Sunday, 28 February 2016

The Crimson Petal and the White Read-along: Week 2 - Chapters 8 to 12


One day soon I might post about something that isn't The Crimson Petal and the White but today is not that day.  Well, I might write about something else today but you won't see the post today.  I'd hoped that I'd be able to mix up posts during the read-along and not just write about Victorian prostitutes but I haven't.  Mainly because I've got a new job and resigning from my current employer has been...awkward and distracting.

Anyway, Victorian prostitutes!

The Prompts

Readers who haven't read the book be warned - there are some spoilers in the questions this week so you might want to look away now.  My answers are at the bottom of this post, as is the linky for fellow read-alongers.

1)  The first 150 pages were a runaway read-along success.  Has anybody's opinions changed at all or are we all still in love?

2)  William seems transformed from moany idler to committed businessman.  Has the change improved anybody's opinion of him?  How long do you think it will last?

3)  We've spent more time with Henry Rackham and Emmeline Fox this week.  What do you think of their respective efforts to save the poor?

4)  There is a quote from The Guardian on the back of my edition that describes the book as "The novel that Dickens might have written had he been allowed to speak freely".  Thoughts?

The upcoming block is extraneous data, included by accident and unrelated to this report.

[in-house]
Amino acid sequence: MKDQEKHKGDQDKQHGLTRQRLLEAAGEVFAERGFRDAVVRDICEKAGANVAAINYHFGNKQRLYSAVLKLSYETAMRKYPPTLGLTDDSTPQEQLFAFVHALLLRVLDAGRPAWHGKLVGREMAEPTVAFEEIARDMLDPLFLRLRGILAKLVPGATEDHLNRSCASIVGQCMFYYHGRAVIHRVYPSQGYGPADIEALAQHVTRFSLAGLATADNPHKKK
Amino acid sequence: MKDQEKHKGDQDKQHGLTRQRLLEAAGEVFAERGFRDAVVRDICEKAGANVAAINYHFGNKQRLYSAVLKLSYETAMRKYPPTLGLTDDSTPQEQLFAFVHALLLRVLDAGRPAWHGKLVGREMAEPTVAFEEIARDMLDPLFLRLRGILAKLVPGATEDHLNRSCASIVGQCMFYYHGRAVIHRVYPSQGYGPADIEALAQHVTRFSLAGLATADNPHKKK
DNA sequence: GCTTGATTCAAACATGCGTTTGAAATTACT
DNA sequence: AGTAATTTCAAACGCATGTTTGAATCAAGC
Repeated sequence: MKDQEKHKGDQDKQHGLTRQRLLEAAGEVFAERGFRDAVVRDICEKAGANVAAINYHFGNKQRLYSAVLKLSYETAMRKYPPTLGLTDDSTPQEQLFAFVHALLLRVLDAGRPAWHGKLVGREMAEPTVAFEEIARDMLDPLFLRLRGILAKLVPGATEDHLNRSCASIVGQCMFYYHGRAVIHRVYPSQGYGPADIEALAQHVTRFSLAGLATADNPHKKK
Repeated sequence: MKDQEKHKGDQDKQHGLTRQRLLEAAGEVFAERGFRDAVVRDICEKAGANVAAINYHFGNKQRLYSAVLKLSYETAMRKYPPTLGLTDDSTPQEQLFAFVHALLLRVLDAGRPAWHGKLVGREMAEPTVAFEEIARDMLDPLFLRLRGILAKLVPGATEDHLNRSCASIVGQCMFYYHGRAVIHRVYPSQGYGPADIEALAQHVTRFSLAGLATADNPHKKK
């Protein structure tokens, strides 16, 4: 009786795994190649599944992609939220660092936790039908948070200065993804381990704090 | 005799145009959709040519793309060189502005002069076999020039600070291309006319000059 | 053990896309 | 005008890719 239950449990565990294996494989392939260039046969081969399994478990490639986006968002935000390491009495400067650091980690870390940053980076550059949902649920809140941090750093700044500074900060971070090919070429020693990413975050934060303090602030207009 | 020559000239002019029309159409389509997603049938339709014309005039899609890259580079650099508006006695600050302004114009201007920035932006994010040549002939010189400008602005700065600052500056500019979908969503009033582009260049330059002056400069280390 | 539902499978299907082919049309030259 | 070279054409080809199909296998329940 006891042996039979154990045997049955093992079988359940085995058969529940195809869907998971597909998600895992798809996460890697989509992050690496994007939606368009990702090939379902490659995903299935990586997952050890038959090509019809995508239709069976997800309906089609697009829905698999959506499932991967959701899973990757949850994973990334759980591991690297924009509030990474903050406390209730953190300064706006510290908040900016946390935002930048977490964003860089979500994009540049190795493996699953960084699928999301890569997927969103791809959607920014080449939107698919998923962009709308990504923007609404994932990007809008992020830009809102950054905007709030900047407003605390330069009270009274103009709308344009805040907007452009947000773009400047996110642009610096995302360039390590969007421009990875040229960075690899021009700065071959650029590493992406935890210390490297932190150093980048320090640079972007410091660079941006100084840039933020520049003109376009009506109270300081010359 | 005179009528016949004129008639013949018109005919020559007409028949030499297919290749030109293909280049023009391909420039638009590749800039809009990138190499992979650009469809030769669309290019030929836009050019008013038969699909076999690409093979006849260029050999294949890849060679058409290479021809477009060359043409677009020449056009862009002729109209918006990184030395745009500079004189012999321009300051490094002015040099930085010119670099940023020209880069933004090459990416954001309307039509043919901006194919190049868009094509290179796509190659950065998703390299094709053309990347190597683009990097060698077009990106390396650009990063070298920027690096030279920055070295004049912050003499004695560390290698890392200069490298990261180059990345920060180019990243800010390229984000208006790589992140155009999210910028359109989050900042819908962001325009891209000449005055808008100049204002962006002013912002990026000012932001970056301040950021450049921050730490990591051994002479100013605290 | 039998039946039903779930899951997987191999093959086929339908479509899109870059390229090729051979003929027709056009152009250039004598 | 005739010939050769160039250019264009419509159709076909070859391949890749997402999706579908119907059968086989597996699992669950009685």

5)  The final chapter of this week's reading saw Sugar moved to a new home and declare herself 'free'.  What do you think about her newfound freedom - real or illusory?

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My Musings

1)  The first 150 pages were a runaway read-along success.  Has anybody's opinions changed at all or are we all still in love?


I *love* this book.  As I'm writing this on Sunday evening, I'm actually most of the way through this week's reading.  It's just so hard to stop and pick up something else when I'm enjoying this so much!  I don't feel at all as though I'm plodding through a long book; the pages are flying by and I'm so happy that I still have another 450 pages or so to spend with these characters.

2)  William seems transformed from moany idler to committed businessman.  Has the change improved anybody's opinion of him?  How long do you think it will last?


I find myself a bit conflicted over William now.  On the one hand, he's still the man that was moping around just hoping that he would get a great pile of cash from his father without having to lift a finger working for it.  On the other, though, I do feel as though his commitment to the business is real and I want to give him a second chance.  I think it was Hanna that pointed out last week that he could have sent Agnes off to an asylum never to be heard from again and he hasn't.  

So sure, he's taken a mistress and rented her a house and is paying for her to live comfortably while he has a wife at home who clearly needs him to pay more attention to her but is he so terrible when compared with wealthy Victorian men generally?  I'm not sure.  It certainly seems as though he's trying at the moment, which is a million miles away from his lackadaisical approach to the world at the beginning.  I think what I'm saying is that I don't hate him any more, which is unsettling. 

3)  We've spent more time with Henry Rackham and Emmeline Fox this week.  What do you think of their respective efforts to save the poor?